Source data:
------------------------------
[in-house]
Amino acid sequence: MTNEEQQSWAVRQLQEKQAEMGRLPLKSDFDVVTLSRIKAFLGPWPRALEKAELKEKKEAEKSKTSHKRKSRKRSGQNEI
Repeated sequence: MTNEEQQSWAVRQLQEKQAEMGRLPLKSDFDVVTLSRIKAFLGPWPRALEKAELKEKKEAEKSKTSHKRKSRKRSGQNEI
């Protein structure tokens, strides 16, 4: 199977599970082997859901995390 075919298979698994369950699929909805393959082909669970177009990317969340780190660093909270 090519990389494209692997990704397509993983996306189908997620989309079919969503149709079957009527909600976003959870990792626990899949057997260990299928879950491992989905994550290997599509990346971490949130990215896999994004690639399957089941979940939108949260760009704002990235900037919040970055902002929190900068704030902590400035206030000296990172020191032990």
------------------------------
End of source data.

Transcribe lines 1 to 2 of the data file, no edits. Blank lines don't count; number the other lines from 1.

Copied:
[in-house]
Amino acid sequence: MTNEEQQSWAVRQLQEKQAEMGRLPLKSDFDVVTLSRIKAFLGPWPRALEKAELKEKKEAEKSKTSHKRKSRKRSGQNEI